FILM REVIEW: Vicky Cristina Barcelona

Continuing his professional sabbatical from his once beloved Big Apple, cinema’s busiest septuagenarian, Allen Konigsberg (that’s Woody Allen to you and I) delivers a zesty and picturesque summer diversion with the surprisingly fiery Spanish postcard, Vicky Cristina Barcelona.
FILM REVIEW: Vicky Cristina Barcelona
Continuing his professional sabbatical from his once beloved Big Apple, cinema’s busiest septuagenarian, Allen Konigsberg (that’s Woody Allen to you and I) delivers a zesty and picturesque summer diversion with the surprisingly fiery Spanish postcard, Vicky Cristina Barcelona. In recent years, Allen’s career has trod the steady decline into virtual obscurity (his 2007 outing, Cassandra’s Dream, even failing to secure a theatrical release locally), but, as with 2005’s popular Match Point, the filmmaker’s latest, a breezy account of two mismatched best friends’ romantic entanglements whilst holidaying in the titular vista, should see him drawing a crowd again. Rebecca Hall and Scarlett Johansson (making her third appearance in an Allen film) are Vicky and Cristina, Americans abroad for a summer of sightseeing in an exotic and faraway land. Vicky, engaged to be married to a stable if unromantic businessman (Chris Messina), is sensible, driven and monogamous, while the free-spirited Cristina is governed entirely by her passions and wild, impetuous flights of fancy. When the unlikely duo encounter a Latino lothario, the philandering artist Juan Antonio (velvet-tongued Javier Bardem), relationships alter like the shifting of sands as the two friends both fall for the same man. This is the sort of film Allen could onetime produce in his sleep – witty, wordy and effortlessly enjoyable – but, amidst his recent history of let-downs and non-starters, Vicky Cristina Barcelona makes for a refreshingly frothy maintaining of face" it’s eminently entertaining if not exactly trailblazing. With its omniscient narrator (Christopher Evan Welch) peering matter-of-factly down his nose at the sexually frolicsome goings-on, Allen imbues the film with the air of an aestival novella: light, satisfying, and ably digested in a single, pleasant sitting. Its eponymous leads make an engagingly odd couple, with Hall (appropriately, given Vicky’s penchant for overly verbose might-as-well-be-soliloquies) displaying an uncanny similitude to the tics and mannerisms of her oft-lampooned director, and Johansson working hard to find the restless soul of her underwritten wannabe bohemian. But it’s the surprise entrant to proceedings who truly sets the film alight, a tempestuous fireball whose appearance shakes the viewer from any mid-way dip in interest: Penélope Cruz as the fierce-hearted Maria Elena, failed suicidalist and great love/former wife of Juan Antonio. Cruz (along with Bardem, to equally impressive if less fervid extent) turns a role rife with the potential for overblown cartoon characterisation into the film’s flame-eyed and furious ace in the hole" she might not here feel as lived-in as she did in Volver, but as far as support turns go, it’s up there with the most memorable of the year. If only Allen’s remarkable prolificness (he still manages a film per year) could be consistently matched by output of this calibre. In fact, oddly, for the former realist-romantic, the sole real regret that’s attached to this piquant zinger is a niggling feeling of glum philosophical resign: play it straight and levelheaded, Allen’s coda would seem to suggest, or live by your impulses, it’s all the same – at the end of the day, when it comes to matters of the heart, not one of us can hope to claim true fulfillment. Maybe it’s a cynicism born of old age or the byproduct of a dwindling reputation, but such a sentiment from the creator of Annie Hall? Whatever happened to “Most of us need the eggs”? DIRECTOR: Woody Allen SCREENWRITER: Woody Allen CAST: Rebecca Hall, Scarlett Johansson, Javier Bardem, Penélope Cruz, Patricia Clarkson, Kevin Dunn RATING: M RUN TIME: 96 minutes This review was first published on http://celluloidtongue.blogspot.com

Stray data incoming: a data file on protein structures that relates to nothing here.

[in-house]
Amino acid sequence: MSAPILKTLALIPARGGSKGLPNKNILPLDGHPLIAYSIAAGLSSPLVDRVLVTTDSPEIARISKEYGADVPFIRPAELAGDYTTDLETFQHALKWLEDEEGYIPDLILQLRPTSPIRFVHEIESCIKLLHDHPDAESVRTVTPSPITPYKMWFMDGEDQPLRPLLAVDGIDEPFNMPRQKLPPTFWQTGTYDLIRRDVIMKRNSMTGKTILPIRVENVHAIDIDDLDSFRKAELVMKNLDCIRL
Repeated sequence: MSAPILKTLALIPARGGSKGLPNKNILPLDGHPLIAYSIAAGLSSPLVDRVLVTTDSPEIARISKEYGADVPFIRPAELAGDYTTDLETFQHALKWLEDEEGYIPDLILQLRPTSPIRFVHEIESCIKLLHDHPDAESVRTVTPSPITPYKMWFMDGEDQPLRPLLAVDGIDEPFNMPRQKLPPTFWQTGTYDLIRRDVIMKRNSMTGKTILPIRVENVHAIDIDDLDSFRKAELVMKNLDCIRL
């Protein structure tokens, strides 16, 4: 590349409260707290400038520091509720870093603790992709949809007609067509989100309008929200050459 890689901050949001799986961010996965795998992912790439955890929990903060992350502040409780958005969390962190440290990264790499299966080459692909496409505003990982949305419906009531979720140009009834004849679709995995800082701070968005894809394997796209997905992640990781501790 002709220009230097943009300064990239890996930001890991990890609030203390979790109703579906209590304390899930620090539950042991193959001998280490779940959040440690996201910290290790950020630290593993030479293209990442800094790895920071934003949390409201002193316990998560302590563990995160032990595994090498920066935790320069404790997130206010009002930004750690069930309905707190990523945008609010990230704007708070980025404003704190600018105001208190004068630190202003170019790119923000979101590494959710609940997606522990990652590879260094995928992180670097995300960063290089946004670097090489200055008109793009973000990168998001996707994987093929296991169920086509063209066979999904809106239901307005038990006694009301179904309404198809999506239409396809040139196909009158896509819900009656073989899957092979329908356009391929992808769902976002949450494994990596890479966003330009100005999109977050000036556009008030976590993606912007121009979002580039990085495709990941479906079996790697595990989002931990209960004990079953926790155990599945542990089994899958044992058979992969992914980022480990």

Gerard Elson

Tuesday 13 January, 2009

About the author

Gerard Elson is a Melbourne-based writer. He occasionally blogs at http://celluloidtongue.wordpress.com.